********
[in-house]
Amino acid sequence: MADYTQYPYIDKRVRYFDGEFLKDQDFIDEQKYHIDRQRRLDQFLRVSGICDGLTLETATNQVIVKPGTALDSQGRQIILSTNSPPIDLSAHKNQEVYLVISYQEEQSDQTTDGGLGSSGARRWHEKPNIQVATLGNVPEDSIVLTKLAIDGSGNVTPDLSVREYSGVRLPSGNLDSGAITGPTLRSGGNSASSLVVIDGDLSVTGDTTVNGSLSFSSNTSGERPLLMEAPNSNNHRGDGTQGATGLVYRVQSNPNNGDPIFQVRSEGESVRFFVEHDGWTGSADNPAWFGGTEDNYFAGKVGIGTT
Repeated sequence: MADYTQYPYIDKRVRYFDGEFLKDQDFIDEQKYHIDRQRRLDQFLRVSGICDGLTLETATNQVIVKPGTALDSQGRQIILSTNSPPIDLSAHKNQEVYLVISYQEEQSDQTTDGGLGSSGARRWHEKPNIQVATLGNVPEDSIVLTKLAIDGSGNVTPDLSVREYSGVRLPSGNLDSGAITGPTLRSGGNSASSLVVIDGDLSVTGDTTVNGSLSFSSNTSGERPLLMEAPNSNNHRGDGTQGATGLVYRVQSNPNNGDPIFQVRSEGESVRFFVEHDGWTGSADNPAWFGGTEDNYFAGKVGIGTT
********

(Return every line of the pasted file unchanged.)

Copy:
[in-house]
Amino acid sequence: MADYTQYPYIDKRVRYFDGEFLKDQDFIDEQKYHIDRQRRLDQFLRVSGICDGLTLETATNQVIVKPGTALDSQGRQIILSTNSPPIDLSAHKNQEVYLVISYQEEQSDQTTDGGLGSSGARRWHEKPNIQVATLGNVPEDSIVLTKLAIDGSGNVTPDLSVREYSGVRLPSGNLDSGAITGPTLRSGGNSASSLVVIDGDLSVTGDTTVNGSLSFSSNTSGERPLLMEAPNSNNHRGDGTQGATGLVYRVQSNPNNGDPIFQVRSEGESVRFFVEHDGWTGSADNPAWFGGTEDNYFAGKVGIGTT
Repeated sequence: MADYTQYPYIDKRVRYFDGEFLKDQDFIDEQKYHIDRQRRLDQFLRVSGICDGLTLETATNQVIVKPGTALDSQGRQIILSTNSPPIDLSAHKNQEVYLVISYQEEQSDQTTDGGLGSSGARRWHEKPNIQVATLGNVPEDSIVLTKLAIDGSGNVTPDLSVREYSGVRLPSGNLDSGAITGPTLRSGGNSASSLVVIDGDLSVTGDTTVNGSLSFSSNTSGERPLLMEAPNSNNHRGDGTQGATGLVYRVQSNPNNGDPIFQVRSEGESVRFFVEHDGWTGSADNPAWFGGTEDNYFAGKVGIGTT